According to Edin Ramulić, Tomašica is one of “the most obvious proofs that genocide was committed in Prijedor.” “This is proof of the system,” he states, “because hundreds of people and machines had to have been involved in the creation of the mass grave. Military and civilian officials had to be there, from the civil defense and community services on. It is clear that this was part of a joint criminal enterprise…it will certainly be useful in the cases of Karadžić and Mladić, where [their indictments for genocide]
include Prijedor.

Mirsad Duratović has pointed out that the difference between Srebrenica and Prijedor is that the events at Srebrenica were covered at the time that the genocide was taking place, while the more drawn-out genocide at Prijedor took place before the international community was catching up with the facts – or, he says,
“Maybe they did not even want to know what was happening in Prijedor.”

In any event, it is my opinion that once international officials cleansed their guilty feelings through recognition of genocide at Srebrenica, they washed their hands of the issue. I hope that the last couple of cases before the Hague court will prove otherwise.

In this series, I have already reminded readers of the particulars in the
1948 UN Convention on Genocide, so I will refrain from re-inserting them here, but you can review them in this report. It is to be hoped that in the near future, the case history will affirm that genocide was committed not only in Srebrenica, but also in Prijedor – and in a number of other locations around Bosnia-Herzegovina. One possibility for the realization of this hope is that, as has been announced recently, evidence regarding the Tomašica graves will be introduced in the ongoing trial of Ratko Mladić.

Odds and Ends

In an upsetting development that adds to the pain and sense of injustice that well up during the exhumation of hundreds of massacre victims at Tomašica, a local war criminal was released in the first half of November. Darko Mrđa, who admitted guilt in the Korićanske Stijene massacre, had been sentenced to 17 years' imprisonment in 2004. In the Korićanske Stijene incident, police removed prisoners from Trnopolje camp and drove them into the mountains towards central Bosnia, ostensibly to release them. But at Korićanske Stijene, they shot and killed 228 men and threw them over a cliff.

Mrđa was released early
“for good behavior” after serving two thirds of his sentence, but before the remains of all of his victims have been discovered. Muslim and Croat returnees to Prijedor are not looking forward to seeing him back home.


Slobodan Stojanović was a member of a unit of special police forces from Serbia and has been a protected witness against accused war criminals in that country. In late November he told an interviewer from Slobodna Bosna that “in eastern Bosnia there is an undiscovered mass grave that it bigger than Tomašica.” Stojanović asserts that the grave may hold between one thousand and two thousand remains. He explained that special police from the Leskovac [a city in Serbia] police force participated in the massacre of victims in this grave, and that the Serbian prosecutor’s office “knows very well” where the grave is located.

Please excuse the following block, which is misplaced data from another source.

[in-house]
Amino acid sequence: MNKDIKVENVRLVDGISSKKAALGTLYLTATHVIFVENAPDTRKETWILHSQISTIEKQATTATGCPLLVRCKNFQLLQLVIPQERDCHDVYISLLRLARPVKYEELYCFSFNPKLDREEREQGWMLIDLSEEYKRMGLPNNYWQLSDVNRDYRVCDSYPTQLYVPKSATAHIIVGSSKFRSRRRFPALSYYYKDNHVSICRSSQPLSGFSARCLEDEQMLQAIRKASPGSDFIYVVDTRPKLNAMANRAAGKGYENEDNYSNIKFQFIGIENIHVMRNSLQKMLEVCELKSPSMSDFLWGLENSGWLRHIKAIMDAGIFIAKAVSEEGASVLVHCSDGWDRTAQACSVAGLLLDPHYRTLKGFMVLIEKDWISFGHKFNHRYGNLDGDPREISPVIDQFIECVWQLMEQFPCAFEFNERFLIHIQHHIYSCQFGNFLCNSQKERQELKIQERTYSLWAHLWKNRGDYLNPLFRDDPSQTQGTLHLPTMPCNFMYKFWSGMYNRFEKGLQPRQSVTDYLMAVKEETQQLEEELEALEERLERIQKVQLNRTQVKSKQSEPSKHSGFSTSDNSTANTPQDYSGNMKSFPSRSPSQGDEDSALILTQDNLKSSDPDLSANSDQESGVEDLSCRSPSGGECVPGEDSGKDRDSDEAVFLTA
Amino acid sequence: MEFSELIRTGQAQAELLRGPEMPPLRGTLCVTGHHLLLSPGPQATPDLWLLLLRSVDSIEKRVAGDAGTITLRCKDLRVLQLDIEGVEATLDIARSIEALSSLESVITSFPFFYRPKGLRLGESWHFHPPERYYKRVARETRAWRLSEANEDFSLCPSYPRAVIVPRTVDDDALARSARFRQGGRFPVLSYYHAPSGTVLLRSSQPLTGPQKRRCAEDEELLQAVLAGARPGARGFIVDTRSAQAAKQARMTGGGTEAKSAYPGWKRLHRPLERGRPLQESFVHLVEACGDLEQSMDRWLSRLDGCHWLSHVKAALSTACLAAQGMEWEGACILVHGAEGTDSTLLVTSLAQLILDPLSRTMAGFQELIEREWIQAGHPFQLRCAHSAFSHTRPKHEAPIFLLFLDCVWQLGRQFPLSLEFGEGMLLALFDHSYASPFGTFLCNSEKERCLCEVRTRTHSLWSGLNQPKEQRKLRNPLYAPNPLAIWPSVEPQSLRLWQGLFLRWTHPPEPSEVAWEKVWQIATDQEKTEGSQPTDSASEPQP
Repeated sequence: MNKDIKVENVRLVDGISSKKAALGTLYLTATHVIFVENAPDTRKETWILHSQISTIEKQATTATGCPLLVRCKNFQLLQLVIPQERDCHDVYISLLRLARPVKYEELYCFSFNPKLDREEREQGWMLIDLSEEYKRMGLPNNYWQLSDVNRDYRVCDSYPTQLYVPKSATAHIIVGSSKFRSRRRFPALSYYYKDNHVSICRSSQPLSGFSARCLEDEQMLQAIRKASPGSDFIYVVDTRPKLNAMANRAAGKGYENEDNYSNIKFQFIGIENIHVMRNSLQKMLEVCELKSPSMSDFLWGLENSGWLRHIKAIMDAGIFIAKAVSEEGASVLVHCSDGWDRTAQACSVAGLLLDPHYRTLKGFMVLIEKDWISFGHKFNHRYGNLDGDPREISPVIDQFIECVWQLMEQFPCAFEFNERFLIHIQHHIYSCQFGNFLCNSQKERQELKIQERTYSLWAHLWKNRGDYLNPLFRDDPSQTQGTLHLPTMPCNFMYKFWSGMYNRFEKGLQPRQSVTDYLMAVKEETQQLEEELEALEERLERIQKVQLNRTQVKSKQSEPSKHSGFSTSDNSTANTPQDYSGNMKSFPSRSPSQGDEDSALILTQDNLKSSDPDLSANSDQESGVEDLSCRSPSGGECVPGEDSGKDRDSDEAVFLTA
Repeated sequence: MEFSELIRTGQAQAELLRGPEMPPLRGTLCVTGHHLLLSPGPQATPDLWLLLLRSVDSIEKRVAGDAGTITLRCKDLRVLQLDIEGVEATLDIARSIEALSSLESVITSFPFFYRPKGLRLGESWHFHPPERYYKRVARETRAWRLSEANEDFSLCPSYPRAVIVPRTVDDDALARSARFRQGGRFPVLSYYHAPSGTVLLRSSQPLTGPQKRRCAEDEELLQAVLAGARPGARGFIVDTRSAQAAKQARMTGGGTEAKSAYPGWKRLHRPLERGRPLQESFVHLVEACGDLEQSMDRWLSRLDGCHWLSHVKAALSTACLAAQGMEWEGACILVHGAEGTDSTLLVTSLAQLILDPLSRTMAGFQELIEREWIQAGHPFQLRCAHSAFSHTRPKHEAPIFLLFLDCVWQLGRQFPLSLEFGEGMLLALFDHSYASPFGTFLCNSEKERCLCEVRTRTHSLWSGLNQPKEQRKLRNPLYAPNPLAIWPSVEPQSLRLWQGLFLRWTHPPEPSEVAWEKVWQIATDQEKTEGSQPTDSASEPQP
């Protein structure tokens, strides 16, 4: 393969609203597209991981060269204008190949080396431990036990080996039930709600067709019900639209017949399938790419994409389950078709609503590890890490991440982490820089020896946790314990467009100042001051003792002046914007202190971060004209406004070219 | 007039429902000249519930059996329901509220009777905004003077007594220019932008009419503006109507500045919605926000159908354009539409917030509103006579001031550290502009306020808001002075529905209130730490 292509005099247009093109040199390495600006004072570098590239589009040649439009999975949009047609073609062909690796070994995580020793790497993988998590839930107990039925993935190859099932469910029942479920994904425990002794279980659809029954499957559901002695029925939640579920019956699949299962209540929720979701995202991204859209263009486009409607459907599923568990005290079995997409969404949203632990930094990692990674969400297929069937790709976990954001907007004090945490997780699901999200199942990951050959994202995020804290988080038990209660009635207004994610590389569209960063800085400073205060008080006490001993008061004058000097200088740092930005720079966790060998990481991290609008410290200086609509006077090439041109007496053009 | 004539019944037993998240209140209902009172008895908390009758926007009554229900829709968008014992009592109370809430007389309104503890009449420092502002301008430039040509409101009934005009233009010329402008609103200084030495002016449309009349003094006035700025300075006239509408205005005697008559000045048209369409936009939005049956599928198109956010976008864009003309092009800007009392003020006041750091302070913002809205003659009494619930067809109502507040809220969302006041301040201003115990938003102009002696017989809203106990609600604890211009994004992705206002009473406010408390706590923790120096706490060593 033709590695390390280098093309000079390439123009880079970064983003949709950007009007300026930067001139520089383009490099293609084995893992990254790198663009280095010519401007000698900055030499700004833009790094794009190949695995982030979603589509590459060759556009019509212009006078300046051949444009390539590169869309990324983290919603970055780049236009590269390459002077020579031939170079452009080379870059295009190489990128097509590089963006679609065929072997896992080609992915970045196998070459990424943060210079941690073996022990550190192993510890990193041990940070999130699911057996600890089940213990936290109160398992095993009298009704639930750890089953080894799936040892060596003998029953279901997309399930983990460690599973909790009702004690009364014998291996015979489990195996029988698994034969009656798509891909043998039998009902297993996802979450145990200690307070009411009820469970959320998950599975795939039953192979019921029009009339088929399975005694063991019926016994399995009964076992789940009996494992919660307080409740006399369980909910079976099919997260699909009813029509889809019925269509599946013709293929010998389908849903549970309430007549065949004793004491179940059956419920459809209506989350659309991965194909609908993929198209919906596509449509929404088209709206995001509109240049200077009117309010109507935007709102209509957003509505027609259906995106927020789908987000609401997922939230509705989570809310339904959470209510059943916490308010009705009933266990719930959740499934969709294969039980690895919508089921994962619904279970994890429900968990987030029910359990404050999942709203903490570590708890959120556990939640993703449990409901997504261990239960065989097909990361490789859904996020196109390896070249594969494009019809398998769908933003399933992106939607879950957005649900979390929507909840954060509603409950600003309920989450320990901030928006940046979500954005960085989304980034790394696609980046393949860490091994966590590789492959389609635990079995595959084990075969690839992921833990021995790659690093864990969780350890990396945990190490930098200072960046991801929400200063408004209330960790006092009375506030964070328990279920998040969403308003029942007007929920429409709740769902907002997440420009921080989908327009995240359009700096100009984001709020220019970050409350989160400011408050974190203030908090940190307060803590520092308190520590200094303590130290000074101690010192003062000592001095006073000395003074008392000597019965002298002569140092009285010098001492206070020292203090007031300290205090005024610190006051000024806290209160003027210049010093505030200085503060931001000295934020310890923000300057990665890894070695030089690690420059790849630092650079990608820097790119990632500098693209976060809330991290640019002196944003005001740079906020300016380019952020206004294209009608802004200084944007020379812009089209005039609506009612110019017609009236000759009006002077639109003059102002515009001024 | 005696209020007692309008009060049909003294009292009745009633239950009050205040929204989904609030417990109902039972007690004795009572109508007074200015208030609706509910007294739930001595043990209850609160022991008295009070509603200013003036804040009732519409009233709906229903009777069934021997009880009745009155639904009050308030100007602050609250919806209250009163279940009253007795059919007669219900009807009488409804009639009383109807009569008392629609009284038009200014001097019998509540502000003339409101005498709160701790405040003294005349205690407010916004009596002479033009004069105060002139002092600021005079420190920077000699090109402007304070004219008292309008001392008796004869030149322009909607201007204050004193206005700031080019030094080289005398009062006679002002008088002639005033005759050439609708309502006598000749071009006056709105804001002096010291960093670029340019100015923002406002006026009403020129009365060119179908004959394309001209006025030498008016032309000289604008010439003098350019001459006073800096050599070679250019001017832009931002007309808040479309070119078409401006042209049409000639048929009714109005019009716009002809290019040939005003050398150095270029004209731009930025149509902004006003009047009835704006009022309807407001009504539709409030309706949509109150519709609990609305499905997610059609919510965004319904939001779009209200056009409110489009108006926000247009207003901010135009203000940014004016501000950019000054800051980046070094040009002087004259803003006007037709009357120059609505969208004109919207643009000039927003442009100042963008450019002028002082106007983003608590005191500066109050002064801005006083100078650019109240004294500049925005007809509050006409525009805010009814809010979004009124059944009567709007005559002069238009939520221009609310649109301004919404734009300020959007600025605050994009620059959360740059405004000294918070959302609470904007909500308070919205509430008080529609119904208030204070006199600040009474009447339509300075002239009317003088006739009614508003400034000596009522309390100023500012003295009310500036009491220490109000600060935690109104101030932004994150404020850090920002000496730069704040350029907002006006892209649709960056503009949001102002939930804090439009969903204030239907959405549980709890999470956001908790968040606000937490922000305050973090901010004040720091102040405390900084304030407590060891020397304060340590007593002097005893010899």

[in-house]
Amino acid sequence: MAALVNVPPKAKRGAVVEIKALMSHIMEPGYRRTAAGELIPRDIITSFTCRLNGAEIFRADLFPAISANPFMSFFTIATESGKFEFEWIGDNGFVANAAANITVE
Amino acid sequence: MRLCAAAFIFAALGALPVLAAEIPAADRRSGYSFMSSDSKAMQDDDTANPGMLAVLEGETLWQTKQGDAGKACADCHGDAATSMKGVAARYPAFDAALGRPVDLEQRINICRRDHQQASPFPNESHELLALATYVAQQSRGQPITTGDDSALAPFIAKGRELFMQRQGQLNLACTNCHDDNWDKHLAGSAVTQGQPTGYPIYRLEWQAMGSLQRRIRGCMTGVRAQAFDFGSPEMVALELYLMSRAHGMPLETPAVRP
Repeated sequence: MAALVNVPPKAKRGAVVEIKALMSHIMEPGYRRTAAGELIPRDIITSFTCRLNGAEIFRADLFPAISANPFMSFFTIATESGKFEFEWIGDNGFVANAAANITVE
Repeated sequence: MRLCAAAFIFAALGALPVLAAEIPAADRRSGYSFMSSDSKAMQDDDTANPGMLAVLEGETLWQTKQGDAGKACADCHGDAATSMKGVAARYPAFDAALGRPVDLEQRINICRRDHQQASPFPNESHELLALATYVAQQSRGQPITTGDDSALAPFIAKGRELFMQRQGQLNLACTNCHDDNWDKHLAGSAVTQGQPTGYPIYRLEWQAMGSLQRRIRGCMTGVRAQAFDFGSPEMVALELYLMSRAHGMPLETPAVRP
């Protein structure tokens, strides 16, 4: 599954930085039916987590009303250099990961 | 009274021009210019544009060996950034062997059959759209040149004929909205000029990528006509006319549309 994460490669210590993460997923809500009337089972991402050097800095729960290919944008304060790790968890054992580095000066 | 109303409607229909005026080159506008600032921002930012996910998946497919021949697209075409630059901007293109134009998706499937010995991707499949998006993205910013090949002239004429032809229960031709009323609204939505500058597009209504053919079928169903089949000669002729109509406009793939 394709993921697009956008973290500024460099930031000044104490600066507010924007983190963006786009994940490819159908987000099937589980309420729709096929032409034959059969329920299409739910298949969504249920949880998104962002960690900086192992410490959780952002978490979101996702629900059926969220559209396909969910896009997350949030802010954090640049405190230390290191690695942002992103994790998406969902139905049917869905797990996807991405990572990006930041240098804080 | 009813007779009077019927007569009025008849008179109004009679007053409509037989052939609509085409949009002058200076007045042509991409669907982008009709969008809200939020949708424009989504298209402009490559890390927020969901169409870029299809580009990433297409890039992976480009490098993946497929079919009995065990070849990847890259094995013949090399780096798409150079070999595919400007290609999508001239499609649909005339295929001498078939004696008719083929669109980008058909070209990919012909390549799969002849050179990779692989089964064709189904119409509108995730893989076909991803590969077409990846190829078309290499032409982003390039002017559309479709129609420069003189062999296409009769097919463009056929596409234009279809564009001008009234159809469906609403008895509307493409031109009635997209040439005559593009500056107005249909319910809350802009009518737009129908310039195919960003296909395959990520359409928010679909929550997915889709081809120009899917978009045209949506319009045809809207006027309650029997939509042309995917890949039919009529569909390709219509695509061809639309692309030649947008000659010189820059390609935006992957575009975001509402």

End of Report – End of Series

Final note: As before, I heartily thank my brother, Roger Lippman, for patiently proofreading all my texts. And thanks also to
András Riedlmayer for regularly providing me (and many others) with important documents.


Some relevant links and sources:

Bosnian Mine Is Thought to Hold Evidence of Mass Killings
By Chris Hedges
, The New York Times, Jan. 11, 1996

NEVER AGAIN, AGAIN: After the Peace, the War Against Memory
By Chris Hedges
, The New York Times, Jan. 14, 1996

Iron Ore Enriched with Human Bones
By Snježana Mulić, BH Dani (Sarajevo), Apr. 15, 2005

Bivši pripadnik vojske RS otkrio informaciju o masovnoj grobnici kod Prijedora
Sept. 6, 2013

Bosnia mass grave with dozens of victims uncovered
Agence France-Presse, Sept. 6, 2013

Oči porodica nestalih Prijedorčana uprte u masovnu grobnicu u rudniku Tomašica
TRT Bosanski, Sept. 7, 2013

Prijedor: "Kad god se otkrije masovna grobnica, očekujem da ću naći brata i oca"
Radio Slobodna Evropa, Sept. 15, 2013

Iz Tomašice ekshumirano 17 kompletnih tijela i 48 posmrtnih ostataka
Fena, Oct. 2, 2013

Remains of Bosnia's war victims exhumed
Agence France-Presse, Oct. 5, 2013

Bosnia digging up what could be biggest mass grave
By Eldar Emric, The Associated Press, Oct. 31, 2013

Tomašica, mrtvi ljudi i živi mrtvaci!
By Dragan Bursać, Nov. 8, 2013

Kome smeta Nađa Diklić? Krivična prijava protiv Dodika
Nov. 11, 2013

Tomašica - rezultat 'razdvajanja naroda'
By Refik Hodžić, Nov. 12, 2013

Prosecutor: Tomasica Findings to Be Admitted into Mladic Case
Sense News Agency, The Hague
, Nov. 13 2013

"Nakon Tomašice niko nema pravo da kaže da se u Prijedoru nije desio genocid!"
By Nedim Botić, Nov. 14, 2013

Kultura kolektivne moralne ravnodušnosti
By Nedim Seferović, December 2, 2013